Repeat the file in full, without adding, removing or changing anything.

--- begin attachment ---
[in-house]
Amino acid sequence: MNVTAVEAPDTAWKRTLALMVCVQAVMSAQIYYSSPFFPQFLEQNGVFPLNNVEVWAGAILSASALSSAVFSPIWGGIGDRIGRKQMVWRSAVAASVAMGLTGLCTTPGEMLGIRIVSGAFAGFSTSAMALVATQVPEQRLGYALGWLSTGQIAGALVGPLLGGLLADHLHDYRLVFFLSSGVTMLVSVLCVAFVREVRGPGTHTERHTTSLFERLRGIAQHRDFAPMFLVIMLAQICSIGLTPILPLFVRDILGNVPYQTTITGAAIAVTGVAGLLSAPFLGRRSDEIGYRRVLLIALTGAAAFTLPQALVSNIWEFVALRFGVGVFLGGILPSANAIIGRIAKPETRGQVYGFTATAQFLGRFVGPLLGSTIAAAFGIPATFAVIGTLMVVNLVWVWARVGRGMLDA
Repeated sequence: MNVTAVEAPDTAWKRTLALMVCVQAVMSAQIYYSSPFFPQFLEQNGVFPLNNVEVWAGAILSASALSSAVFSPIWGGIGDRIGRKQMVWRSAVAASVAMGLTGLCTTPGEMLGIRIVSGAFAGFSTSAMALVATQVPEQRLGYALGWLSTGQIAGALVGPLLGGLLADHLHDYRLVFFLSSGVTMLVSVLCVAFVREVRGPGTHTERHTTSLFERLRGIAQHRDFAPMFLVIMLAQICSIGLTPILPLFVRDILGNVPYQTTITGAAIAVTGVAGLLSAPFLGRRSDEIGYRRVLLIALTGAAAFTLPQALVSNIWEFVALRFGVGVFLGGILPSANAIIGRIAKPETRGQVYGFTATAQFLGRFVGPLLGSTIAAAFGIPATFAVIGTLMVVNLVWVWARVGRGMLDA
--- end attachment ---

[in-house]
Amino acid sequence: MNVTAVEAPDTAWKRTLALMVCVQAVMSAQIYYSSPFFPQFLEQNGVFPLNNVEVWAGAILSASALSSAVFSPIWGGIGDRIGRKQMVWRSAVAASVAMGLTGLCTTPGEMLGIRIVSGAFAGFSTSAMALVATQVPEQRLGYALGWLSTGQIAGALVGPLLGGLLADHLHDYRLVFFLSSGVTMLVSVLCVAFVREVRGPGTHTERHTTSLFERLRGIAQHRDFAPMFLVIMLAQICSIGLTPILPLFVRDILGNVPYQTTITGAAIAVTGVAGLLSAPFLGRRSDEIGYRRVLLIALTGAAAFTLPQALVSNIWEFVALRFGVGVFLGGILPSANAIIGRIAKPETRGQVYGFTATAQFLGRFVGPLLGSTIAAAFGIPATFAVIGTLMVVNLVWVWARVGRGMLDA
Repeated sequence: MNVTAVEAPDTAWKRTLALMVCVQAVMSAQIYYSSPFFPQFLEQNGVFPLNNVEVWAGAILSASALSSAVFSPIWGGIGDRIGRKQMVWRSAVAASVAMGLTGLCTTPGEMLGIRIVSGAFAGFSTSAMALVATQVPEQRLGYALGWLSTGQIAGALVGPLLGGLLADHLHDYRLVFFLSSGVTMLVSVLCVAFVREVRGPGTHTERHTTSLFERLRGIAQHRDFAPMFLVIMLAQICSIGLTPILPLFVRDILGNVPYQTTITGAAIAVTGVAGLLSAPFLGRRSDEIGYRRVLLIALTGAAAFTLPQALVSNIWEFVALRFGVGVFLGGILPSANAIIGRIAKPETRGQVYGFTATAQFLGRFVGPLLGSTIAAAFGIPATFAVIGTLMVVNLVWVWARVGRGMLDA